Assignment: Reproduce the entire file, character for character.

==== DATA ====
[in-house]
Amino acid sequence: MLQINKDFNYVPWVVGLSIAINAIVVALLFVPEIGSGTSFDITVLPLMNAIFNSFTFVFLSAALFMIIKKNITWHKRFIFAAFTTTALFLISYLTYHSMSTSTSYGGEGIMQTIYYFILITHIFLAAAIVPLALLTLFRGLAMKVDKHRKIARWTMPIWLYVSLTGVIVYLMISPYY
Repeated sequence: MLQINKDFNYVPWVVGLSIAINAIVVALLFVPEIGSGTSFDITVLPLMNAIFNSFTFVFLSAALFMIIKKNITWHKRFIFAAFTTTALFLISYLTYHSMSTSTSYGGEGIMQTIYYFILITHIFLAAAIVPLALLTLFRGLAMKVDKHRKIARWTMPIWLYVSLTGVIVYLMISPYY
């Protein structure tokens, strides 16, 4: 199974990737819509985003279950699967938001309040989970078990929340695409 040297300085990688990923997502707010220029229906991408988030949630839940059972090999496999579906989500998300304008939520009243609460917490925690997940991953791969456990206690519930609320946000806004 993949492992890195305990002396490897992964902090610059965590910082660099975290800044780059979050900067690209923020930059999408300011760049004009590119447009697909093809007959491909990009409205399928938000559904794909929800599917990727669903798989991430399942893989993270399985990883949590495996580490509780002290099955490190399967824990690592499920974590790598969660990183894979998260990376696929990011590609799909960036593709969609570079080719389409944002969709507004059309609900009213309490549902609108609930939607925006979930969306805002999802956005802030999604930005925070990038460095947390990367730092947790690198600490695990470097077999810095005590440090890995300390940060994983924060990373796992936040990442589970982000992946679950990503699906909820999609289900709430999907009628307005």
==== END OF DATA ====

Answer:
[in-house]
Amino acid sequence: MLQINKDFNYVPWVVGLSIAINAIVVALLFVPEIGSGTSFDITVLPLMNAIFNSFTFVFLSAALFMIIKKNITWHKRFIFAAFTTTALFLISYLTYHSMSTSTSYGGEGIMQTIYYFILITHIFLAAAIVPLALLTLFRGLAMKVDKHRKIARWTMPIWLYVSLTGVIVYLMISPYY
Repeated sequence: MLQINKDFNYVPWVVGLSIAINAIVVALLFVPEIGSGTSFDITVLPLMNAIFNSFTFVFLSAALFMIIKKNITWHKRFIFAAFTTTALFLISYLTYHSMSTSTSYGGEGIMQTIYYFILITHIFLAAAIVPLALLTLFRGLAMKVDKHRKIARWTMPIWLYVSLTGVIVYLMISPYY
């Protein structure tokens, strides 16, 4: 199974990737819509985003279950699967938001309040989970078990929340695409 040297300085990688990923997502707010220029229906991408988030949630839940059972090999496999579906989500998300304008939520009243609460917490925690997940991953791969456990206690519930609320946000806004 993949492992890195305990002396490897992964902090610059965590910082660099975290800044780059979050900067690209923020930059999408300011760049004009590119447009697909093809007959491909990009409205399928938000559904794909929800599917990727669903798989991430399942893989993270399985990883949590495996580490509780002290099955490190399967824990690592499920974590790598969660990183894979998260990376696929990011590609799909960036593709969609570079080719389409944002969709507004059309609900009213309490549902609108609930939607925006979930969306805002999802956005802030999604930005925070990038460095947390990367730092947790690198600490695990470097077999810095005590440090890995300390940060994983924060990373796992936040990442589970982000992946679950990503699906909820999609289900709430999907009628307005």